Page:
Enfield poison brook plan 'successful' despite residents' concerns
Poisoning a brook in north London to eradicate an invasive species of fish have been "successful", the Environment Agency has said.
Rotenone was poured into Enfield's Cuffley Brook to kill the Asian topmouth gudgeon, but the poison also killed all other fish in the water.
Residents said they were "angry" about the action and said there was insufficient consultation carried out.
The agency said it held a public meeting prior to the treatment.
Rotenone has previously been used in lakes and ponds but Cuffley Brook was the first time it was used in flowing water.
- Small freshwater fish from Asia
- Brought to Europe accidentally in the 1960s through the importation of other fish
- Highly damaging species that often goes unnoticed due to its size, but can rapidly populate ponds, lakes and streams
- Has ability to dominate a habitat and food supply, often leading to a decline in numbers of native fish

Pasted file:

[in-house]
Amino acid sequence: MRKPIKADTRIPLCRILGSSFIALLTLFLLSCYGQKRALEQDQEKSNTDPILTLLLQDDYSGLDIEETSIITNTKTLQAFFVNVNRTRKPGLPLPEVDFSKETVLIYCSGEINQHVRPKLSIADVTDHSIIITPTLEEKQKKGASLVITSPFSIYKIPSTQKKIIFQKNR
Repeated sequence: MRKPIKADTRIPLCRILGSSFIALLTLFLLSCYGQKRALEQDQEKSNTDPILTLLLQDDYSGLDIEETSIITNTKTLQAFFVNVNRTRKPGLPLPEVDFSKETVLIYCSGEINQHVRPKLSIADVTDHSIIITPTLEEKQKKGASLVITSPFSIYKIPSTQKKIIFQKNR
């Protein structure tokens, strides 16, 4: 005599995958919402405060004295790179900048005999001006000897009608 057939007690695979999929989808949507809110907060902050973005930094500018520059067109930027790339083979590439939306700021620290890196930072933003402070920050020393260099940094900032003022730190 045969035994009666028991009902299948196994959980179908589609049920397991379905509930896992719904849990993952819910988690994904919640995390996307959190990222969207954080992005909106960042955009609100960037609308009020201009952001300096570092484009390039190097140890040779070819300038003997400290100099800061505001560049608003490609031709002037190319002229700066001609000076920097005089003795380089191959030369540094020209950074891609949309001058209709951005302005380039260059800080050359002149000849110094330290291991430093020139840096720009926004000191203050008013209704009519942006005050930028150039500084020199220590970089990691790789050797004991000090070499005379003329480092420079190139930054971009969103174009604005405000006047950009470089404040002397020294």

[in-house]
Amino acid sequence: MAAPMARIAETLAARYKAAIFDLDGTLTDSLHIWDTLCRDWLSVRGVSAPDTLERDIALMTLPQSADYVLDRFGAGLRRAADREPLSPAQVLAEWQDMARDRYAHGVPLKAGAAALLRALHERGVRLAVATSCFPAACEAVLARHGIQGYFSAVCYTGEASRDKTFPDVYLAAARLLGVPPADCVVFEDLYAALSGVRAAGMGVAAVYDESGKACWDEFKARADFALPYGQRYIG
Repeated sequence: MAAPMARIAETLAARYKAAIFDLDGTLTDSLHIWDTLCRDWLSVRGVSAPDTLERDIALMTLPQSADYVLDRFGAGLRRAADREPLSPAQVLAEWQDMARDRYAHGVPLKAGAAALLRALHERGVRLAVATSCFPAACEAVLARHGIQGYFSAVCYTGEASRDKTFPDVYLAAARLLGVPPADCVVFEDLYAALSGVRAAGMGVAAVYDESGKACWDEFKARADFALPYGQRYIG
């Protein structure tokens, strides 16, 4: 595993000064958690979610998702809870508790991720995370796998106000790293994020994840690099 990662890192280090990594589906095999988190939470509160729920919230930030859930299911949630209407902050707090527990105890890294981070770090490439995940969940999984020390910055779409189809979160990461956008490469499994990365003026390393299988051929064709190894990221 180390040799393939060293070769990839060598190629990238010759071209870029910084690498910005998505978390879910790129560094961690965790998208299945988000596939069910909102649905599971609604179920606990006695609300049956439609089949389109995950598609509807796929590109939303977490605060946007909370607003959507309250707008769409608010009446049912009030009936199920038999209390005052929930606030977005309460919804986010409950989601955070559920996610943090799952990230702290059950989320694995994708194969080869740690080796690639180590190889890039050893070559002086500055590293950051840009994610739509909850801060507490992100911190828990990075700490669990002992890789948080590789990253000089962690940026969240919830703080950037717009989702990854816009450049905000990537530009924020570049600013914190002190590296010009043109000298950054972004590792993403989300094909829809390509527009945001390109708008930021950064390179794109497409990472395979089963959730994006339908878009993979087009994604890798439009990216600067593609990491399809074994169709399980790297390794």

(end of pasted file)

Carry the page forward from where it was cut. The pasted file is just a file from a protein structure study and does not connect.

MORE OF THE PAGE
The treatment eradicated all species of fish including roach, eel, minnow, stickleback and stone loach.
Resident and campaigner Jill Simpson said: "I think it's awful, why do they have to poison it? Why can't they let nature take its course?
"I can't really find any evidence to stop them doing it in ponds and lakes because the species proliferates in those, but it doesn't within rivers and streams.
"A small brook like this is not the place to do a test case for bigger areas, its taken 20 years for the eels to come back and now they have all been killed."
The agency said it would monitor the brook to see the effect rotenone has in flowing water and it had managed to relocate several large eels downstream before the treatment started.
It added it was yet to make a decision on whether the brook would be restocked.